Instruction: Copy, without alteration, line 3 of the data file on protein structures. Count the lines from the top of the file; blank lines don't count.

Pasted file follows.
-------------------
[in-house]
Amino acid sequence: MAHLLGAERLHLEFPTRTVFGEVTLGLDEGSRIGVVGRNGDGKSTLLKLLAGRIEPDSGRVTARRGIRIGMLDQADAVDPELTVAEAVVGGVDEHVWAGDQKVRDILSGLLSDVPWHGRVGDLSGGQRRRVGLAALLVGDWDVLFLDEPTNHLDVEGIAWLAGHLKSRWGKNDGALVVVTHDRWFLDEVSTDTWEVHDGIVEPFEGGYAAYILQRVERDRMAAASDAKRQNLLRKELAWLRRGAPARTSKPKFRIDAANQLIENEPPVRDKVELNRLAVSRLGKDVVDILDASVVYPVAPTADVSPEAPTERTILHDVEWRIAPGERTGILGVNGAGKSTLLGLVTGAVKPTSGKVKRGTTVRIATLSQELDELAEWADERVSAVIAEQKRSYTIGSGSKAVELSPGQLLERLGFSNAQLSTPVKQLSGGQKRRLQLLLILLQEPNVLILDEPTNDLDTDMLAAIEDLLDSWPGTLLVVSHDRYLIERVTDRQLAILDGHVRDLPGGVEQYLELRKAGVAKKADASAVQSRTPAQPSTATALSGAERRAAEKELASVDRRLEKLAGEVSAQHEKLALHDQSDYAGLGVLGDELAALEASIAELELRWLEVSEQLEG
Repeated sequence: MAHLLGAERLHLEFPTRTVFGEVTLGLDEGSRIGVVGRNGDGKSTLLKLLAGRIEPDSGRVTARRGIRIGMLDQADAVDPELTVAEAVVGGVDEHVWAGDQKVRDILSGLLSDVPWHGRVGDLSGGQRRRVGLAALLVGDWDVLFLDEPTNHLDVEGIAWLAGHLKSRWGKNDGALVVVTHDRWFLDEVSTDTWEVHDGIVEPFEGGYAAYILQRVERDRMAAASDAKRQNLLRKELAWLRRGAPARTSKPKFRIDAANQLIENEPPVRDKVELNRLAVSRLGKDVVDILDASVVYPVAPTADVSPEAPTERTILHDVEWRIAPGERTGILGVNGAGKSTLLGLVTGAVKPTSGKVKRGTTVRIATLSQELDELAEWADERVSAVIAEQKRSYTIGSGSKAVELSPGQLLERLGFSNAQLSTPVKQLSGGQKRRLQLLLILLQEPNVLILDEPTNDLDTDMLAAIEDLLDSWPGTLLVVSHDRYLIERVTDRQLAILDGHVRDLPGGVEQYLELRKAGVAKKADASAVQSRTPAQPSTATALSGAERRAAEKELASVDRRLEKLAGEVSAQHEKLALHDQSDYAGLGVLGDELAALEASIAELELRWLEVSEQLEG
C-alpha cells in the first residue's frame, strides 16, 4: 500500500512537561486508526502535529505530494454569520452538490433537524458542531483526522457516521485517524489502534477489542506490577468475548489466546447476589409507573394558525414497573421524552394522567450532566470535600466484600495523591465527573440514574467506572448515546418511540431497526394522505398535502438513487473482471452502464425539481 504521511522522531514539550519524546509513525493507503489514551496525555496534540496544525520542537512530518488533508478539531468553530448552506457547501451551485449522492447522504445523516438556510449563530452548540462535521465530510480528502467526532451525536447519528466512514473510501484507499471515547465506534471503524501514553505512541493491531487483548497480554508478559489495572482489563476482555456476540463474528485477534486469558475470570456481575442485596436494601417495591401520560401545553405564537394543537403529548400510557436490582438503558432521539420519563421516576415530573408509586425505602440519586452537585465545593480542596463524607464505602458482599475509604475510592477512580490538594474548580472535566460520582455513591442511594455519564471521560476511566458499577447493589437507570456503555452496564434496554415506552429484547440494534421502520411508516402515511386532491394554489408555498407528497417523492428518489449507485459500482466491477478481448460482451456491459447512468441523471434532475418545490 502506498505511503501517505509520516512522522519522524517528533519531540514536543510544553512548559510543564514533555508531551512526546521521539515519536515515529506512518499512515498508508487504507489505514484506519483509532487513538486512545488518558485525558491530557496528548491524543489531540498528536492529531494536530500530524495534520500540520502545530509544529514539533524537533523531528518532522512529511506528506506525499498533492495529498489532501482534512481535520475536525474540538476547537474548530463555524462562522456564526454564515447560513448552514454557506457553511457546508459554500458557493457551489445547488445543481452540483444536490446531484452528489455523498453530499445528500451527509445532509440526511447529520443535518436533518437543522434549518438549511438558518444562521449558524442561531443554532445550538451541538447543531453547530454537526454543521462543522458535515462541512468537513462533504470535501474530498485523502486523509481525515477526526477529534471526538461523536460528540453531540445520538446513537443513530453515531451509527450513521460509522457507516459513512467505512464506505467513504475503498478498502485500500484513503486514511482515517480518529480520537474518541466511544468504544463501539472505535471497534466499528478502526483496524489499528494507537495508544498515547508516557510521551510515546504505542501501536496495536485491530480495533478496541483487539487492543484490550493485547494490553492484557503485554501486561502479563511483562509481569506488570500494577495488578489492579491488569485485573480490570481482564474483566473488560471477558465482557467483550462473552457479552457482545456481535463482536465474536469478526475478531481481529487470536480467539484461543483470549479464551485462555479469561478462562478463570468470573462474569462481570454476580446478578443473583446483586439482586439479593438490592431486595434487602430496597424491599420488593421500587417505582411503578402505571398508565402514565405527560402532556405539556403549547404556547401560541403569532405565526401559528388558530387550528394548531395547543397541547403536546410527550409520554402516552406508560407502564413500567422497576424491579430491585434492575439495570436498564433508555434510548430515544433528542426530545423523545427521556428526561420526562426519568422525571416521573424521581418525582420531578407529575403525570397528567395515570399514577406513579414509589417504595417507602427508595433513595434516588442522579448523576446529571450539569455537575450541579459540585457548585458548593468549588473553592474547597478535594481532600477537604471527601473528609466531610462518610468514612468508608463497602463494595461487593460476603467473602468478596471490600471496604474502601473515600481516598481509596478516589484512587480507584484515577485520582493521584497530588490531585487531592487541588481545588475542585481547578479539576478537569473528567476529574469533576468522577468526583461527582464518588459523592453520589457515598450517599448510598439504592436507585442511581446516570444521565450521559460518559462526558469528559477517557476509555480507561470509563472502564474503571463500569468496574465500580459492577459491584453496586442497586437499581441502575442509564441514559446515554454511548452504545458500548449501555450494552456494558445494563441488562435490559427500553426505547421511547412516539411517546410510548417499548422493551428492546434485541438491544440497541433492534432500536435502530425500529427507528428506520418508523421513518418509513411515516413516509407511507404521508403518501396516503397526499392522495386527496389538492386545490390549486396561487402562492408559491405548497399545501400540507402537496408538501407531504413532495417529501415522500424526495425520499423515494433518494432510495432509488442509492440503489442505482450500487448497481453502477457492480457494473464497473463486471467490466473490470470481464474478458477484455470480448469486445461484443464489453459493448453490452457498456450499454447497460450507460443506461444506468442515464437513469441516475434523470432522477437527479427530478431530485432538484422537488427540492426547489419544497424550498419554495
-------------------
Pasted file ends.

Repeated sequence: MAHLLGAERLHLEFPTRTVFGEVTLGLDEGSRIGVVGRNGDGKSTLLKLLAGRIEPDSGRVTARRGIRIGMLDQADAVDPELTVAEAVVGGVDEHVWAGDQKVRDILSGLLSDVPWHGRVGDLSGGQRRRVGLAALLVGDWDVLFLDEPTNHLDVEGIAWLAGHLKSRWGKNDGALVVVTHDRWFLDEVSTDTWEVHDGIVEPFEGGYAAYILQRVERDRMAAASDAKRQNLLRKELAWLRRGAPARTSKPKFRIDAANQLIENEPPVRDKVELNRLAVSRLGKDVVDILDASVVYPVAPTADVSPEAPTERTILHDVEWRIAPGERTGILGVNGAGKSTLLGLVTGAVKPTSGKVKRGTTVRIATLSQELDELAEWADERVSAVIAEQKRSYTIGSGSKAVELSPGQLLERLGFSNAQLSTPVKQLSGGQKRRLQLLLILLQEPNVLILDEPTNDLDTDMLAAIEDLLDSWPGTLLVVSHDRYLIERVTDRQLAILDGHVRDLPGGVEQYLELRKAGVAKKADASAVQSRTPAQPSTATALSGAERRAAEKELASVDRRLEKLAGEVSAQHEKLALHDQSDYAGLGVLGDELAALEASIAELELRWLEVSEQLEG